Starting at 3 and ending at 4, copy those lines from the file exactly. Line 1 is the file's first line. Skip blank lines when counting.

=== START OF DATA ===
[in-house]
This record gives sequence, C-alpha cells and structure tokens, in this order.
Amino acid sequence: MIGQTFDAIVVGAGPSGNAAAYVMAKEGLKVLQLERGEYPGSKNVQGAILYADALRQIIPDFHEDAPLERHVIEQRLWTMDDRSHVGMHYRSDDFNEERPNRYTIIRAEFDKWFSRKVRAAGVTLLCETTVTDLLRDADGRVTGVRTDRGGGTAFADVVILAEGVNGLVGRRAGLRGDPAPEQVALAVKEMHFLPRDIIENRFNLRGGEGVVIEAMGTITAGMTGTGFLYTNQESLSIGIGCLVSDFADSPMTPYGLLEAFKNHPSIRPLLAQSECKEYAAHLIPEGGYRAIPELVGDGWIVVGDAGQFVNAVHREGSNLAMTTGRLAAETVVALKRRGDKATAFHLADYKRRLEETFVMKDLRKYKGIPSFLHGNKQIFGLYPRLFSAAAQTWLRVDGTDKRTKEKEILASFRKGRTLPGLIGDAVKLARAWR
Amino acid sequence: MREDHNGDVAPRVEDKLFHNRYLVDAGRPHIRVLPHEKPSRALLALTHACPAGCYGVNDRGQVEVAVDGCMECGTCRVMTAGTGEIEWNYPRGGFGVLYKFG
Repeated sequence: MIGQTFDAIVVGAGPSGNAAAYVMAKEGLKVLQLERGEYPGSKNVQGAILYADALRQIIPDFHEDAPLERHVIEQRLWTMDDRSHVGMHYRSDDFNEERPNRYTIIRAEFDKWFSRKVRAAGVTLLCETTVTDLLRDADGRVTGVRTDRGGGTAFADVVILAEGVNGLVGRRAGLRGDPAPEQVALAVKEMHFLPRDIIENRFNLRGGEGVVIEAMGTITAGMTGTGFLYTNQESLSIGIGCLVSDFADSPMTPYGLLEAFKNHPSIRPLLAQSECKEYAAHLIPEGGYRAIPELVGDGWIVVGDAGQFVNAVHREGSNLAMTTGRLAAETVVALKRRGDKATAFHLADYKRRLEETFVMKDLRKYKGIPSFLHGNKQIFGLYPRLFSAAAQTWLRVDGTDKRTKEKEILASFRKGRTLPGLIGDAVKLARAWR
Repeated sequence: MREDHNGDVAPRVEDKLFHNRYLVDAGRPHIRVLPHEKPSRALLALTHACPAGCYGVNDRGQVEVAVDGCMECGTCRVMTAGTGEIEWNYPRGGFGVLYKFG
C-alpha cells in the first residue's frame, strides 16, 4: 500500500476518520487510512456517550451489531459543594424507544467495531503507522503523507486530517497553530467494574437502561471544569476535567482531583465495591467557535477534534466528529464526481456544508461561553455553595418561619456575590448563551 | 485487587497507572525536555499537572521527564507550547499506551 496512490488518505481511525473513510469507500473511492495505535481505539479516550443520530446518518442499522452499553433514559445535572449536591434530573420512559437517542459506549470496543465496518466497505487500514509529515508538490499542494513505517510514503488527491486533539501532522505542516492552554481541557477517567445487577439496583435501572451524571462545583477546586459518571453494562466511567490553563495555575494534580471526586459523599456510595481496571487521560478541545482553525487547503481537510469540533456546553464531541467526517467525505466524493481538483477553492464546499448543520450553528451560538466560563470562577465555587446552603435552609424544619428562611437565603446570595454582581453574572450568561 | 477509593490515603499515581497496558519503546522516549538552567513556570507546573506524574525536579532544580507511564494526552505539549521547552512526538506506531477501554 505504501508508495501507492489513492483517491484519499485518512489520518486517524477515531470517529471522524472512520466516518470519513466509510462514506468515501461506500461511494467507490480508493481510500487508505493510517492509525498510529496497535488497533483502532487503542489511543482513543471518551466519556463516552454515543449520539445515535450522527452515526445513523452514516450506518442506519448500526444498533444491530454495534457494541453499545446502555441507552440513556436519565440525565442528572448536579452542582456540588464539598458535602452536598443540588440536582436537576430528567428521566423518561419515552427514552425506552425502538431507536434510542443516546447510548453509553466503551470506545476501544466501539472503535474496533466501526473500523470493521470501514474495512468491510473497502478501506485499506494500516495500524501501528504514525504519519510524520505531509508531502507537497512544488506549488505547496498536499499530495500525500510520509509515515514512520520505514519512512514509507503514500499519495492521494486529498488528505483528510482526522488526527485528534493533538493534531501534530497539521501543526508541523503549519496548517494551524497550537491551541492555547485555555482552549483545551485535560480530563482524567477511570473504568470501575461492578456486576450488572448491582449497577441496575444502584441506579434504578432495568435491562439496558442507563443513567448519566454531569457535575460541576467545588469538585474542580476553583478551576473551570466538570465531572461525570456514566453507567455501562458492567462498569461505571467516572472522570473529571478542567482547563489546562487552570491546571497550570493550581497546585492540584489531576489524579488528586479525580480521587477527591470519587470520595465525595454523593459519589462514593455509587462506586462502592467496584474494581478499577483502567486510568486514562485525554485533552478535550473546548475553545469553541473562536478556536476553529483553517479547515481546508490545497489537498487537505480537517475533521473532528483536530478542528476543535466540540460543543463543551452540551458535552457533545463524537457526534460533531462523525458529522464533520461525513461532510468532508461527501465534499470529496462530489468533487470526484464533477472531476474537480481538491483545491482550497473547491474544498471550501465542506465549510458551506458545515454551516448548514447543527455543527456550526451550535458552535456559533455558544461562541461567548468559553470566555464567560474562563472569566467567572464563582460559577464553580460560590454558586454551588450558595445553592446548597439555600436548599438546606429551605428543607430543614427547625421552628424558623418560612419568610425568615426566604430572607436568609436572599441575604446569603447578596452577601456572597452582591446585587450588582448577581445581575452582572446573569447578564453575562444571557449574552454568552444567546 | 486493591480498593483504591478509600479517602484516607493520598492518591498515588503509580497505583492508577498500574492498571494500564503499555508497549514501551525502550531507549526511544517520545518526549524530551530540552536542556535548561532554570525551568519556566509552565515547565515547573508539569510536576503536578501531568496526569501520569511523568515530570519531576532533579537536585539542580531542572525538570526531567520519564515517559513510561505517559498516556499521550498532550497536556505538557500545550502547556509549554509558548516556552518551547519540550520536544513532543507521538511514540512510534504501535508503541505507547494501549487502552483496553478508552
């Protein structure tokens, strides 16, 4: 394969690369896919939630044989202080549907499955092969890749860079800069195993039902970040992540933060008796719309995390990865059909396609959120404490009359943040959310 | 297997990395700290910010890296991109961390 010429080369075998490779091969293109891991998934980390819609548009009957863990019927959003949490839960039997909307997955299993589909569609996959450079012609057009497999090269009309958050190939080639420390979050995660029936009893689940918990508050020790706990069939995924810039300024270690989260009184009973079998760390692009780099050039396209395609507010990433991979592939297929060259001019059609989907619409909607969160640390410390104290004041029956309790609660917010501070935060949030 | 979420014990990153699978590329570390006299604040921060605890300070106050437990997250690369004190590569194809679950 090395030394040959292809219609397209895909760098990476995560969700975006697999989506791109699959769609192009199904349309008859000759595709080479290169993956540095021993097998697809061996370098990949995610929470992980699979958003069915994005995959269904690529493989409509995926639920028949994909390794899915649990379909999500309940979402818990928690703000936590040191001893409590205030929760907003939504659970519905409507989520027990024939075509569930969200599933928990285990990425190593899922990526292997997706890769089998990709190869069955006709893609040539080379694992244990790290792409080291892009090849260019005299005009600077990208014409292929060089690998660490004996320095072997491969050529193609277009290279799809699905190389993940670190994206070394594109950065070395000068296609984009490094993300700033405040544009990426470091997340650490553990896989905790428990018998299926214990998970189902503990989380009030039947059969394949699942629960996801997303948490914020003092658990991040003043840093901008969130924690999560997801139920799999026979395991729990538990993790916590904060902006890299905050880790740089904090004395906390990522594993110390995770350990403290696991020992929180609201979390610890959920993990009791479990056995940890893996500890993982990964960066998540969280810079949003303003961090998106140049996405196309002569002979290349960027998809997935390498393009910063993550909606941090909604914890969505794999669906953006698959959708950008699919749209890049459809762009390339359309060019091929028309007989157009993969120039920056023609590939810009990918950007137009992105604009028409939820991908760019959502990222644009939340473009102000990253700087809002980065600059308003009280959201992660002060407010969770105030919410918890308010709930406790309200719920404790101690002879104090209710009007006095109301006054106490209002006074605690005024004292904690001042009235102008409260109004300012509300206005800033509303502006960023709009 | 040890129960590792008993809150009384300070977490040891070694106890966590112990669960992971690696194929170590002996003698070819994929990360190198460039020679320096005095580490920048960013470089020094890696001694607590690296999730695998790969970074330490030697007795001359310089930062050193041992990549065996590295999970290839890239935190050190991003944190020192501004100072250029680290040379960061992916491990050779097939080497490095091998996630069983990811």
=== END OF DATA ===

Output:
Amino acid sequence: MIGQTFDAIVVGAGPSGNAAAYVMAKEGLKVLQLERGEYPGSKNVQGAILYADALRQIIPDFHEDAPLERHVIEQRLWTMDDRSHVGMHYRSDDFNEERPNRYTIIRAEFDKWFSRKVRAAGVTLLCETTVTDLLRDADGRVTGVRTDRGGGTAFADVVILAEGVNGLVGRRAGLRGDPAPEQVALAVKEMHFLPRDIIENRFNLRGGEGVVIEAMGTITAGMTGTGFLYTNQESLSIGIGCLVSDFADSPMTPYGLLEAFKNHPSIRPLLAQSECKEYAAHLIPEGGYRAIPELVGDGWIVVGDAGQFVNAVHREGSNLAMTTGRLAAETVVALKRRGDKATAFHLADYKRRLEETFVMKDLRKYKGIPSFLHGNKQIFGLYPRLFSAAAQTWLRVDGTDKRTKEKEILASFRKGRTLPGLIGDAVKLARAWR
Amino acid sequence: MREDHNGDVAPRVEDKLFHNRYLVDAGRPHIRVLPHEKPSRALLALTHACPAGCYGVNDRGQVEVAVDGCMECGTCRVMTAGTGEIEWNYPRGGFGVLYKFG